3D printers develop and become more popular day by day with the recent developments in technology. Beyond the production of ordinary product by 3D printers, there are studies on the production of buildings, 3D printer itself or viscus formed with living cells. As a result of the expansion in 3D printer use, components of 3D printing need to be legally analyzed.
3D printers print the products by using digital three dimensional model of that product. Three dimensional model of the product may be created by scanning the existing product with 3D scanner (reverse engineering), designing/drawing the product by 3D modelling software or basically taking pictures of the product from different angles etc. The crucial part is that such a "creating activity" shall not necessarily be performed by a person, it can be automatically performed by devices. Digital model that is created shall usually be stored in a CAD (computer aided design) file. CAD file is downloaded to the 3D printer in a printable format (by converting into STL) and the relevant product shall be printed layer by layer (additive-manufacturing).
In such a case, the first encounter of 3D printer with intellectual property law (this term shall mean copyright, designs and patents in this article) shall be when the CAD file is created1. First question is "shall the file content or the outcome of 3D printer be protected?" where there is a CAD file is in discussion. The position of a CAD file according to intellectual property law shall guide for lightening the answer of this question. So, it is necessary to make an evaluation by considering the different versions of a CAD file (such as a design/drawing created by software or 3D scanning of the product).
First of all, we may examine the drawing which is created by a CAD program and assume that this drawing is considered as a work within the scope of Law on Intellectual and Artistic Works ("LIAW"). In that case, such a CAD file shall be accepted as a work since it is actually a numerical expression of a work. Therefore, reproduction of this work by printing it from a 3D printer shall be subject to the provisions of LIAW and the authorization of the designer/ Author of the CAD file.
Secondly, we may examine the CAD file created by 3D scanning and assume that the product which is scanned is considered as a work. In that case, the work shall be identically copied, reproduced when the CAD file is created. In accordance with the provisions of LIAW, it is not possible to copy, reproduce a work and/or make it public without the authorization of its author. Therefore, copying the work by aforementioned means shall not give any rights under LIAW, on the contrary, anyone who copies, scans the work shall be infringing the copyrights of the author.
On the other hand, in cases where content of the CAD file, which is created by scanning, is not accepted as a work, the question of whether the file itself is a work, can also be discussed. This type of CAD file basically converts an existing product into an identical "numerical data". Therefore, authenticity of such a CAD file in terms of LIAW, shall be controversial. Since such CAD files can also be created by devices automatically, it is also controversial as to who their author shall be. From this aspect, it is often not possible to conclude that such a CAD file bears the characteristics of its author and that it is considered as Work within the scope of LIAW.
In cases where a CAD drawing or a product scanned in 3D is a new design which also has distinctive character, the protection of design rights under the Industrial Property Law ("IPL") may be considered. Unregistered designs may also benefit from LIAW protection, regardless of whether they carry the aforementioned qualities.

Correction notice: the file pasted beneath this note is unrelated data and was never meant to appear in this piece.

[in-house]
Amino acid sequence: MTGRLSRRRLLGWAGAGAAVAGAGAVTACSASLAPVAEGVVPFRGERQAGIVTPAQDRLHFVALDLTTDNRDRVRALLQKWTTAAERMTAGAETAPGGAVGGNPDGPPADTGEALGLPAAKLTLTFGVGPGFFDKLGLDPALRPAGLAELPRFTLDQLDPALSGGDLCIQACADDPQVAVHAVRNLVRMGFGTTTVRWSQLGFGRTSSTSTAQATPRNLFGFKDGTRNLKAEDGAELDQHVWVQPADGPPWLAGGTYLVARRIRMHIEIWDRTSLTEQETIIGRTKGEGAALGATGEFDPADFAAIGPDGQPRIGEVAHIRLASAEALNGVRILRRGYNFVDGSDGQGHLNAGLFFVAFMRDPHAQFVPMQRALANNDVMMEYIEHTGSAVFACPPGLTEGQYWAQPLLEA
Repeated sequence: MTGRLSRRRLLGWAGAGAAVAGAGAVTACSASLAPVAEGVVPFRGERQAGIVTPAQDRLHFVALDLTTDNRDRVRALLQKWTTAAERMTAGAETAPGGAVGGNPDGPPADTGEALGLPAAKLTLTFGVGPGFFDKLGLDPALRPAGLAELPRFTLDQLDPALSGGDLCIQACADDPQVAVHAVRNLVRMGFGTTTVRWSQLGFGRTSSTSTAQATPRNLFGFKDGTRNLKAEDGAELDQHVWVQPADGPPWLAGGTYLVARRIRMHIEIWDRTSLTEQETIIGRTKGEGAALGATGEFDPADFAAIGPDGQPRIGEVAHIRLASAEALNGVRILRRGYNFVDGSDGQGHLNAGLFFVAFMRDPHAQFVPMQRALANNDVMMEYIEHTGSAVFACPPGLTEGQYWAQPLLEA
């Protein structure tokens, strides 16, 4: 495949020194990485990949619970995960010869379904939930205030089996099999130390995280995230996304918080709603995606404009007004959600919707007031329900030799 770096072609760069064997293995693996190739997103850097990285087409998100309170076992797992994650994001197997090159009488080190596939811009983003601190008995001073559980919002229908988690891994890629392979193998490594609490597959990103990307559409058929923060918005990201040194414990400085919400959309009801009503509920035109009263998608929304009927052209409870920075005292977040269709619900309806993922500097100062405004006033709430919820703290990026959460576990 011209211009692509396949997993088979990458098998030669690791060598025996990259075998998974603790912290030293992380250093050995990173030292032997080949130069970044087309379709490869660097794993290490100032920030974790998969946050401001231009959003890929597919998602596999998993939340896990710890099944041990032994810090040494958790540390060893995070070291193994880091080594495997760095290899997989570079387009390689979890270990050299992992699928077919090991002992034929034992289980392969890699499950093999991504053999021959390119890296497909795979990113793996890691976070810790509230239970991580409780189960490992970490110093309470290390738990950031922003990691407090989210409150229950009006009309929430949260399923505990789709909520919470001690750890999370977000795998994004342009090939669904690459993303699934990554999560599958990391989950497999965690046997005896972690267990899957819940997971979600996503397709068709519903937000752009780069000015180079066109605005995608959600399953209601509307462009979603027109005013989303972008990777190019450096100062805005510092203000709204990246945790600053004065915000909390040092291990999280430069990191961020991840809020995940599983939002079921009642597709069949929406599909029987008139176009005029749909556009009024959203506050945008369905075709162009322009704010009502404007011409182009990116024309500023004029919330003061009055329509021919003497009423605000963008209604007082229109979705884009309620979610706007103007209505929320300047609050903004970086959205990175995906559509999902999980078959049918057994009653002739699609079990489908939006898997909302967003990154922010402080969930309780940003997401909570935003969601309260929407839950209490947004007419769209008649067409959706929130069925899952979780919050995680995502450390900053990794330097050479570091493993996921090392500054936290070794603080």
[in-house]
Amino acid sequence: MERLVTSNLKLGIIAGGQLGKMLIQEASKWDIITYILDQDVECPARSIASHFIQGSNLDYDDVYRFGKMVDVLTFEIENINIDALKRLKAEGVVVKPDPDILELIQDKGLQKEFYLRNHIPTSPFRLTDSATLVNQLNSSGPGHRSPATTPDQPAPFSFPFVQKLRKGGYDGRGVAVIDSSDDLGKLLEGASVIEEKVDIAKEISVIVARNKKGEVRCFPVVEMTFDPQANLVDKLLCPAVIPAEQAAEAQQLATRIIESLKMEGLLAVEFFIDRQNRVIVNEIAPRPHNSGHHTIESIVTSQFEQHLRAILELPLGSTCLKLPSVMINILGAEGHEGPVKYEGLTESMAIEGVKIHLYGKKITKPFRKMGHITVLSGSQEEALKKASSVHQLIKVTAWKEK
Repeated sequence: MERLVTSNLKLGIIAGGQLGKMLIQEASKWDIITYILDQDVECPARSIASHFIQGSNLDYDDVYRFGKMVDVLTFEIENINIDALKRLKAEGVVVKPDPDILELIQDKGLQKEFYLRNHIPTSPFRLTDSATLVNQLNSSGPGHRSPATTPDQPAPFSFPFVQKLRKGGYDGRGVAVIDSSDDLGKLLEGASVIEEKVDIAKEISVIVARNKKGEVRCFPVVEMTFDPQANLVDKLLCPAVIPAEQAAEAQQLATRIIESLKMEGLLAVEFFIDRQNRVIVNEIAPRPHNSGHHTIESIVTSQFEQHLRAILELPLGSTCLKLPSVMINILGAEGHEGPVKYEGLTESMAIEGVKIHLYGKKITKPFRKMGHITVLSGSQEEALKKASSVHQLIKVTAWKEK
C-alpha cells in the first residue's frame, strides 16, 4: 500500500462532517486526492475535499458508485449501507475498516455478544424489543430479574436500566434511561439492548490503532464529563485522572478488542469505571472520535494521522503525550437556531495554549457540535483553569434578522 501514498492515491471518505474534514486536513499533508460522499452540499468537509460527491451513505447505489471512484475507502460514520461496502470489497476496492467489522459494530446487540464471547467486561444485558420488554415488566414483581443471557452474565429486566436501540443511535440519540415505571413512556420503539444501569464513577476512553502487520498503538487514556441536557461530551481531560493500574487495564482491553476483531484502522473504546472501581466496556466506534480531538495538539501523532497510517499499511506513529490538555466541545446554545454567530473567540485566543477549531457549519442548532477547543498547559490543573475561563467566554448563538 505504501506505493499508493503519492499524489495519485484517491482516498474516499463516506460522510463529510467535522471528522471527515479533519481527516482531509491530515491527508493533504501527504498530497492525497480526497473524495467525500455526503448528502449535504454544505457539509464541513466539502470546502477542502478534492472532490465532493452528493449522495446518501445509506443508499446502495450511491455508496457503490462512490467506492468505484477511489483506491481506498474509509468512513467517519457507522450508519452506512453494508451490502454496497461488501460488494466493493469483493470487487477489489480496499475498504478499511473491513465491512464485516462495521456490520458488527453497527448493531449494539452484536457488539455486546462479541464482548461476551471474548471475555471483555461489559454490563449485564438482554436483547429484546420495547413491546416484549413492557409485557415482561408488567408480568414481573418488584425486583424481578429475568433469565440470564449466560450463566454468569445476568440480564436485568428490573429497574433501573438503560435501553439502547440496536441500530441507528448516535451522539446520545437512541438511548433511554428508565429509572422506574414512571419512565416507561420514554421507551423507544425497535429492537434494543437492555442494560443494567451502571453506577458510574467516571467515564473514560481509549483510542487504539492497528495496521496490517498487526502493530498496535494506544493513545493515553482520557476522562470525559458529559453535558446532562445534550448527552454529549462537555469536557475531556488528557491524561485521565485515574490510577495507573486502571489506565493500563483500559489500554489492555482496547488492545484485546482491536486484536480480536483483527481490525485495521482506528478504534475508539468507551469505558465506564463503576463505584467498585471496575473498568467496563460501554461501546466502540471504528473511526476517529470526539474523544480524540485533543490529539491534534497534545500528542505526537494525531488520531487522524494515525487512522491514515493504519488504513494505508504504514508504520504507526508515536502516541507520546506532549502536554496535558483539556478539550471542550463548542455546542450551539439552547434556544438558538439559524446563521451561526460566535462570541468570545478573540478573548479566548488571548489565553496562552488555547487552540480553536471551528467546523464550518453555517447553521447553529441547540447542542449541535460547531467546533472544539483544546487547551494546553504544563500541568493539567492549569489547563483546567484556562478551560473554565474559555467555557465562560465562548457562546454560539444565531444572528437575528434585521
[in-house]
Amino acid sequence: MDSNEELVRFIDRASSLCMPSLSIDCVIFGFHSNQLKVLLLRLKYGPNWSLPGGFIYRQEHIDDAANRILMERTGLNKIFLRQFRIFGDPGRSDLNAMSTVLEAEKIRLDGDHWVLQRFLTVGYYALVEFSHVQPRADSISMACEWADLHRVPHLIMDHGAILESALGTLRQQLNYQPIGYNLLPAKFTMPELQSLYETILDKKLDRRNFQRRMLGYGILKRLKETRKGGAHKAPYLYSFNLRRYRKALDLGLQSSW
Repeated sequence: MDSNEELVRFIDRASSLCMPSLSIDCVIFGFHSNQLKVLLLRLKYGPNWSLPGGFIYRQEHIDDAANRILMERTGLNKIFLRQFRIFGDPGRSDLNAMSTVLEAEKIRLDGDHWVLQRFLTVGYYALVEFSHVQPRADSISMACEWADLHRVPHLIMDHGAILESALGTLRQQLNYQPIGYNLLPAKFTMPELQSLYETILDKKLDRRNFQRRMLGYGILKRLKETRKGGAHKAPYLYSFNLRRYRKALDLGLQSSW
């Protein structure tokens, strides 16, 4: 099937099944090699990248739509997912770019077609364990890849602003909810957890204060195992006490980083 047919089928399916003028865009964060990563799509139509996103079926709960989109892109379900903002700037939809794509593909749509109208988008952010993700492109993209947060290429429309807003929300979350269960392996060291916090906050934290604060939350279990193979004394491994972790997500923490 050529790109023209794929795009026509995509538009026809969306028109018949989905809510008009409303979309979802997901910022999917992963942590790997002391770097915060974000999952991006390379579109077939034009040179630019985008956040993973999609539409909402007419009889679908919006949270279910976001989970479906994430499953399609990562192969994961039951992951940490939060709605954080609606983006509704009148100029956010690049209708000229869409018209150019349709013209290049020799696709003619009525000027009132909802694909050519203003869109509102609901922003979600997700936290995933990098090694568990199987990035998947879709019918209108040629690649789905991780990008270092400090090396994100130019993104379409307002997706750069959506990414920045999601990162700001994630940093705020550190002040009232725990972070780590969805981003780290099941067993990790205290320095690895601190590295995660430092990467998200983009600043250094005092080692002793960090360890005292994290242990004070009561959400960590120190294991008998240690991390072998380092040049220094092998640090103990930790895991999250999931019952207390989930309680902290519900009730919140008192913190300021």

While defining the scope of the design right, the IPL specified that third parties may not produce, market, sell, commercially use or retain the protected design or the product which the design is applied on. Consequently, creating a CAD file by scanning the design, printing it by using a CAD file or sharing that CAD file with third parties shall result in violation of such design right.
Unlike protection of a product under copyright and design rights, patent protection may be discussed in cases where technical components of the product need to be protected.
Technical drawings of a product which is subject of a patent may be drawn on a CAD program or such product may be scanned and converted into a CAD file. Pursuant to the provisions of the IPL, the patent holder has the right to prevent the indirect use of invention. The relevant article of the IPL is as follows; "the patent holder has the right to prevent the production of the product subject to the patent and to prevent the equipment regarding a part which makes the practice of the invention possible and constitutes the basis of the invention, from being released by third parties to parties who do not have an authority to use the invention". In this context, printing by using the CAD file and sharing the CAD file with third parties shall result in infringement of a patent right.
Personal use of CAD / STL files within the scope of intellectual property law should be separately discussed. Today, there are so many web sites available on the internet which sell CAD or STL files for hundreds of products. Furthermore, it is possible to download such files for free from many websites. The sale or making available of CAD or STL files on the websites without the permission, authorization or license of the author, design or patent holder, may also constitute direct or indirect violations of such rights.
1 The protection of the 3D printer itself or the CAD program under intellectual property law is not covered by this article.
The content of this article is intended to provide a general guide to the subject matter. Specialist advice should be sought about your specific circumstances.